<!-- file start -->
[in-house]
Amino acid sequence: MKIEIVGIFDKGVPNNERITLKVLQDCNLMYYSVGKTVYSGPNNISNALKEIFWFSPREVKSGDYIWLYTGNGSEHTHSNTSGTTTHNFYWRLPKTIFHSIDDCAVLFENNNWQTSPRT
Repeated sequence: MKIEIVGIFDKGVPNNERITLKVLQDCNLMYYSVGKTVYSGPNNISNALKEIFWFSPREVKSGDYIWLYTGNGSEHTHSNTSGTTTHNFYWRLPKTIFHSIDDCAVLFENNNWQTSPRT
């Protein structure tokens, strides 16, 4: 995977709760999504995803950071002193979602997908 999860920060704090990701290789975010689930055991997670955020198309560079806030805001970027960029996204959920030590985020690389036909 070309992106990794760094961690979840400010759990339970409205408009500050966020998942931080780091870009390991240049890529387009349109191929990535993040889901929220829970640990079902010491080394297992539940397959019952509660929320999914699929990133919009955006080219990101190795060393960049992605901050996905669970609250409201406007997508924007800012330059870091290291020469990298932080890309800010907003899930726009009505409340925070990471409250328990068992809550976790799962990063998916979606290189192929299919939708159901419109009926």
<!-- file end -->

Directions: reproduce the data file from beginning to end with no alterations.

[in-house]
Amino acid sequence: MKIEIVGIFDKGVPNNERITLKVLQDCNLMYYSVGKTVYSGPNNISNALKEIFWFSPREVKSGDYIWLYTGNGSEHTHSNTSGTTTHNFYWRLPKTIFHSIDDCAVLFENNNWQTSPRT
Repeated sequence: MKIEIVGIFDKGVPNNERITLKVLQDCNLMYYSVGKTVYSGPNNISNALKEIFWFSPREVKSGDYIWLYTGNGSEHTHSNTSGTTTHNFYWRLPKTIFHSIDDCAVLFENNNWQTSPRT
């Protein structure tokens, strides 16, 4: 995977709760999504995803950071002193979602997908 999860920060704090990701290789975010689930055991997670955020198309560079806030805001970027960029996204959920030590985020690389036909 070309992106990794760094961690979840400010759990339970409205408009500050966020998942931080780091870009390991240049890529387009349109191929990535993040889901929220829970640990079902010491080394297992539940397959019952509660929320999914699929990133919009955006080219990101190795060393960049992605901050996905669970609250409201406007997508924007800012330059870091290291020469990298932080890309800010907003899930726009009505409340925070990471409250328990068992809550976790799962990063998916979606290189192929299919939708159901419109009926």